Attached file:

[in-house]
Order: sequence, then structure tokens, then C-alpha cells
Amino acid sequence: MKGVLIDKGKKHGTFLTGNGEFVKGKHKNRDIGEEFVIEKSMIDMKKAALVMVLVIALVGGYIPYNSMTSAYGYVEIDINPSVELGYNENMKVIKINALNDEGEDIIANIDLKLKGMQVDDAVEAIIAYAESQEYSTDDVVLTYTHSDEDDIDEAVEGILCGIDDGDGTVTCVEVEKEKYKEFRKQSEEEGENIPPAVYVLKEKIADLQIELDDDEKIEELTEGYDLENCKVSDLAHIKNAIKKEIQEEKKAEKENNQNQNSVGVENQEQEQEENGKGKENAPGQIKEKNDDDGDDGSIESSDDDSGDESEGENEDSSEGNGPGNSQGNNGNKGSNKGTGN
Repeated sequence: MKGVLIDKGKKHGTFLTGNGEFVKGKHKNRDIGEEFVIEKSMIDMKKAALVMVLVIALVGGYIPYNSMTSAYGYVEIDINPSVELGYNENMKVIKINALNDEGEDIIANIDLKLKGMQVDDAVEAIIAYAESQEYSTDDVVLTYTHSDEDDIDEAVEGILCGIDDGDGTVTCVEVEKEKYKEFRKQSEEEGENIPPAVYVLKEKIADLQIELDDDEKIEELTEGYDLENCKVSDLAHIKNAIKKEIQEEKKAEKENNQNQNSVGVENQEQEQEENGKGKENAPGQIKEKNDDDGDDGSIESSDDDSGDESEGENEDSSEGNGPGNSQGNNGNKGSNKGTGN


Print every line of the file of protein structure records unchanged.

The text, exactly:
[in-house]
Order: sequence, then structure tokens, then C-alpha cells
Amino acid sequence: MKGVLIDKGKKHGTFLTGNGEFVKGKHKNRDIGEEFVIEKSMIDMKKAALVMVLVIALVGGYIPYNSMTSAYGYVEIDINPSVELGYNENMKVIKINALNDEGEDIIANIDLKLKGMQVDDAVEAIIAYAESQEYSTDDVVLTYTHSDEDDIDEAVEGILCGIDDGDGTVTCVEVEKEKYKEFRKQSEEEGENIPPAVYVLKEKIADLQIELDDDEKIEELTEGYDLENCKVSDLAHIKNAIKKEIQEEKKAEKENNQNQNSVGVENQEQEQEENGKGKENAPGQIKEKNDDDGDDGSIESSDDDSGDESEGENEDSSEGNGPGNSQGNNGNKGSNKGTGN
Repeated sequence: MKGVLIDKGKKHGTFLTGNGEFVKGKHKNRDIGEEFVIEKSMIDMKKAALVMVLVIALVGGYIPYNSMTSAYGYVEIDINPSVELGYNENMKVIKINALNDEGEDIIANIDLKLKGMQVDDAVEAIIAYAESQEYSTDDVVLTYTHSDEDDIDEAVEGILCGIDDGDGTVTCVEVEKEKYKEFRKQSEEEGENIPPAVYVLKEKIADLQIELDDDEKIEELTEGYDLENCKVSDLAHIKNAIKKEIQEEKKAEKENNQNQNSVGVENQEQEQEENGKGKENAPGQIKEKNDDDGDDGSIESSDDDSGDESEGENEDSSEGNGPGNSQGNNGNKGSNKGTGN